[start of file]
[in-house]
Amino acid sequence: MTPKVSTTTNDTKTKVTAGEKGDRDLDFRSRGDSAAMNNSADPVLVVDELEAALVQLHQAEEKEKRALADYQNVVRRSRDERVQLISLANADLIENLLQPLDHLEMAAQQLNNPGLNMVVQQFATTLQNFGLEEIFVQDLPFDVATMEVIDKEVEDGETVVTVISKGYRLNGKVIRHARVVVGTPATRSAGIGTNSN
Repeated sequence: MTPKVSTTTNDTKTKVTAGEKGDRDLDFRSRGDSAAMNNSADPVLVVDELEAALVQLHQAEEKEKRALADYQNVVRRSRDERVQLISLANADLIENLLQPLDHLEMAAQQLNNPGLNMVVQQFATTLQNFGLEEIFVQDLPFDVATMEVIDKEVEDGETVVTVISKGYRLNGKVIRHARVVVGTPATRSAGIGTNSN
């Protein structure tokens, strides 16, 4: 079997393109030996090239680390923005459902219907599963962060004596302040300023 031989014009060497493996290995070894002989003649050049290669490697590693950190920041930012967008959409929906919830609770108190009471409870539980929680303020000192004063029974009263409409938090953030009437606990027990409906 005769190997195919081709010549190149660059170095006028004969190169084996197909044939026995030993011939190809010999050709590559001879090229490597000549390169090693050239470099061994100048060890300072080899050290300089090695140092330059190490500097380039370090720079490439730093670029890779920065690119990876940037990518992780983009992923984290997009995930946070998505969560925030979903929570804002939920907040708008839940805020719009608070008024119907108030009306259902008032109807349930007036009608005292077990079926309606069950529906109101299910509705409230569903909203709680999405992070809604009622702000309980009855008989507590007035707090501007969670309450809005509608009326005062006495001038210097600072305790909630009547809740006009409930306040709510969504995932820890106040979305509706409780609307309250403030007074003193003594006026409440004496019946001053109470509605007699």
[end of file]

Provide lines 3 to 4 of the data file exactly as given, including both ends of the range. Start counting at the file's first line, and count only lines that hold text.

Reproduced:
Repeated sequence: MTPKVSTTTNDTKTKVTAGEKGDRDLDFRSRGDSAAMNNSADPVLVVDELEAALVQLHQAEEKEKRALADYQNVVRRSRDERVQLISLANADLIENLLQPLDHLEMAAQQLNNPGLNMVVQQFATTLQNFGLEEIFVQDLPFDVATMEVIDKEVEDGETVVTVISKGYRLNGKVIRHARVVVGTPATRSAGIGTNSN
């Protein structure tokens, strides 16, 4: 079997393109030996090239680390923005459902219907599963962060004596302040300023 031989014009060497493996290995070894002989003649050049290669490697590693950190920041930012967008959409929906919830609770108190009471409870539980929680303020000192004063029974009263409409938090953030009437606990027990409906 005769190997195919081709010549190149660059170095006028004969190169084996197909044939026995030993011939190809010999050709590559001879090229490597000549390169090693050239470099061994100048060890300072080899050290300089090695140092330059190490500097380039370090720079490439730093670029890779920065690119990876940037990518992780983009992923984290997009995930946070998505969560925030979903929570804002939920907040708008839940805020719009608070008024119907108030009306259902008032109807349930007036009608005292077990079926309606069950529906109101299910509705409230569903909203709680999405992070809604009622702000309980009855008989507590007035707090501007969670309450809005509608009326005062006495001038210097600072305790909630009547809740006009409930306040709510969504995932820890106040979305509706409780609307309250403030007074003193003594006026409440004496019946001053109470509605007699």